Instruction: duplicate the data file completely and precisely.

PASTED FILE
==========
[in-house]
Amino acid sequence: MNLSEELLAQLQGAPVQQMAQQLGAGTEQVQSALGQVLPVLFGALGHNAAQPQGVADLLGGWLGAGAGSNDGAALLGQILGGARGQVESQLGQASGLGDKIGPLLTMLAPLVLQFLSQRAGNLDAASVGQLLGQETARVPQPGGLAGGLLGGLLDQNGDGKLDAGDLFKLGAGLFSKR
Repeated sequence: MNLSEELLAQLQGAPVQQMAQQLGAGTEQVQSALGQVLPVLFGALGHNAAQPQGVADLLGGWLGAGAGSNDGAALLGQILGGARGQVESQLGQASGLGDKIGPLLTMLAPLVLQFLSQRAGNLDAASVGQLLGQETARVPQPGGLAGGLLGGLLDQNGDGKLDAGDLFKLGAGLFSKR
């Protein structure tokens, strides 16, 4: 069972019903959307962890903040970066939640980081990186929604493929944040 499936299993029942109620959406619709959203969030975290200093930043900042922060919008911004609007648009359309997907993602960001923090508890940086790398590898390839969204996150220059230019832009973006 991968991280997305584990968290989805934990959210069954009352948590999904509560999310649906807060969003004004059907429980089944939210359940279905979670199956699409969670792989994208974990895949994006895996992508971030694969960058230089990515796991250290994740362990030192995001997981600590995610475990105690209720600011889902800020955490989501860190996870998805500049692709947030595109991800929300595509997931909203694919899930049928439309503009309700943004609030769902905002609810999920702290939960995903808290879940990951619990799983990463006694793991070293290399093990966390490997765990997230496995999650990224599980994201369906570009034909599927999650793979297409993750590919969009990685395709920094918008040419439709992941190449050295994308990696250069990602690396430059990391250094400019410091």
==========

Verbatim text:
[in-house]
Amino acid sequence: MNLSEELLAQLQGAPVQQMAQQLGAGTEQVQSALGQVLPVLFGALGHNAAQPQGVADLLGGWLGAGAGSNDGAALLGQILGGARGQVESQLGQASGLGDKIGPLLTMLAPLVLQFLSQRAGNLDAASVGQLLGQETARVPQPGGLAGGLLGGLLDQNGDGKLDAGDLFKLGAGLFSKR
Repeated sequence: MNLSEELLAQLQGAPVQQMAQQLGAGTEQVQSALGQVLPVLFGALGHNAAQPQGVADLLGGWLGAGAGSNDGAALLGQILGGARGQVESQLGQASGLGDKIGPLLTMLAPLVLQFLSQRAGNLDAASVGQLLGQETARVPQPGGLAGGLLGGLLDQNGDGKLDAGDLFKLGAGLFSKR
């Protein structure tokens, strides 16, 4: 069972019903959307962890903040970066939640980081990186929604493929944040 499936299993029942109620959406619709959203969030975290200093930043900042922060919008911004609007648009359309997907993602960001923090508890940086790398590898390839969204996150220059230019832009973006 991968991280997305584990968290989805934990959210069954009352948590999904509560999310649906807060969003004004059907429980089944939210359940279905979670199956699409969670792989994208974990895949994006895996992508971030694969960058230089990515796991250290994740362990030192995001997981600590995610475990105690209720600011889902800020955490989501860190996870998805500049692709947030595109991800929300595509997931909203694919899930049928439309503009309700943004609030769902905002609810999920702290939960995903808290879940990951619990799983990463006694793991070293290399093990966390490997765990997230496995999650990224599980994201369906570009034909599927999650793979297409993750590919969009990685395709920094918008040419439709992941190449050295994308990696250069990602690396430059990391250094400019410091």